Lisa Townsend, the Police and Crime Commissioner for Surrey, has been cleared of “misconduct”, by the Surrey Police and Crime Panel, after expressing her views about transgenderism.
The Surrey Police and Crime Panel concluded:
“Concerning the PCC’s interview with the Mail on Sunday on 22 August 2021 (and subsequent attendance to the LGB Alliance Conference) the Complaints SubCommittee considered she acted in her capacity as PCC which was clarified by her statement as PCC on 26 August 2021; the PCC’s Code of Conduct therefore applied.
- That the PCC had regard to the obligations of Objectivity, Leadership, Selflessness and Integrity. Her role includes addressing areas of concern raised by residents as she may consider appropriate and in the public interest. The PCC is entitled to express her views on such matters in the course of public debate, and the views she expressed on transgender issues did not inherently interfere with the rights of trans people and could not be said to be discriminatory in themselves.
- That the PCC had not contravened her General Obligations 2 a-c (ci cii); the PCC expressed views that she is entitled to express, and they were expressed in a way that is expected in a tolerant society. The Complaints Sub-Committee did not consider there were any examples when the PCC expressed her views in a way that was indiscriminate, gratuitous, disrespectful or without showing dignity to others.
- The PCC’s role is to hold the Chief Constable and Surrey Police to account, the way she expressed her views did not breach the Policing Protocol in relation to the distinction between the operational policing function held by Surrey Police and the PCC’s strategic function.
- That the question of whether the PCC breached the Public Sector Equality Duty was not within the Complaints Sub-Committee’s remit or procedure to determine in relation to the discharge of her functions. The expression of a view in a developing public debate was not considered to be the discharge of a function.”
The Panel’s conclusions are welcome. But what an absurd waste of time and money for such a complaint to be given such elaborate deliberation. Townsend is entitled to her views. As it so happens, her stance on the issue of transgenderism is surely the mainstream opinion, not only in Surrey, but the country generally. Stonewall has put forward some extraordinary demands – while showing intolerance for those who dissent from its zealotry. It wants the law changed to end protection for single sex spaces. So biological men who “identify” as women could use women’s lavatories, demand to be sent to women’s prisons and women’s refuges.
But the democratic approach, for those who disagree with Townsend, about this or anything else, is to not vote for her. (Another democratic lapse is that the unelected Chief Constable for Surrey seems intent on disregarding her views. That matter is not yet resolved. But Townsend has the power to set policy, to set the budget, and to fire the Chief Constable if he fails to secure her objectives to her satisfaction.)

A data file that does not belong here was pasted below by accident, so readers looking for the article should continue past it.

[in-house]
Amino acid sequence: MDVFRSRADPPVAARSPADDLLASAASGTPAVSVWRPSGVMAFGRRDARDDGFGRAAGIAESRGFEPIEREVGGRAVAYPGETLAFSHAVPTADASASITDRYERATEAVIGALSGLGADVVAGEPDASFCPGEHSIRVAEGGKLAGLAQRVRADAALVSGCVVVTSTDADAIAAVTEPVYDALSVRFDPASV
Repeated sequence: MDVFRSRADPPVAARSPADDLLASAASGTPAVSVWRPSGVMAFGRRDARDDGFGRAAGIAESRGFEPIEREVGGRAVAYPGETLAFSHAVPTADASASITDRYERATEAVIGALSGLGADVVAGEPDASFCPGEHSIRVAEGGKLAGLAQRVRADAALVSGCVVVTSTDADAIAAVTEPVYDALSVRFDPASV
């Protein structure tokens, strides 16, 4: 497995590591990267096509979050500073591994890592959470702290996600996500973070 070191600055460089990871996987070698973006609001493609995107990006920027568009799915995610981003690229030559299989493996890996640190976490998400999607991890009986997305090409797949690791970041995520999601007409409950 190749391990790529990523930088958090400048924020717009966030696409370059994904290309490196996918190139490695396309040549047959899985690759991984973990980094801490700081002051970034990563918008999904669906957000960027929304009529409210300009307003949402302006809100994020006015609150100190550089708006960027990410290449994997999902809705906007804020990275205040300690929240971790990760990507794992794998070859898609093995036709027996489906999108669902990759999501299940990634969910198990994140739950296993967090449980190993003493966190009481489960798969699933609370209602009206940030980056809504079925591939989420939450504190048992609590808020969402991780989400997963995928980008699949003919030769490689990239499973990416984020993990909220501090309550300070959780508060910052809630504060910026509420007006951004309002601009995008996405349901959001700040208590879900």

There is an argument that PCCs should face a recall mechanism. This was an issue that Paul Goodman and Jacob Rees-Mogg discussed this week, with respect to MPs. The case for applying it to PCCs is similar. Politicians should be answerable to the electorate. But what if there is some huge controversy that takes place years before the next election is due? For MPs, if they are sentenced to be imprisoned for more than 12 months they automatically have to stand down. But if they are sentenced for a shorter period, or they are suspended from the House of Commons for at least ten days following such a recommendation from the Committee on Standards, there is an opportunity for a by-election to be brought about. Electors may sign a petition over a six week period, and if ten per cent of them do so, then the by-election takes place. Paul has argued that this is both “too lax and too tight”. Why not make the threshold of signatures higher, say 20 per cent? But why not allow it to be undertaken for any reason deemed fit?
We could have the same for PCCs. But then close down the Surrey Police and Crime Panel – thus saving £39,415 a year. Along with its equivalents. PCCs should be accountable to those they serve – not committees agonising over the meaning of complicatedly worded regulations in response to politically motivated complaints. The greater challenge is for the police to be accountable to the public. Which means chief constables being accountable to Police and Crime Commissioners. We are not there yet.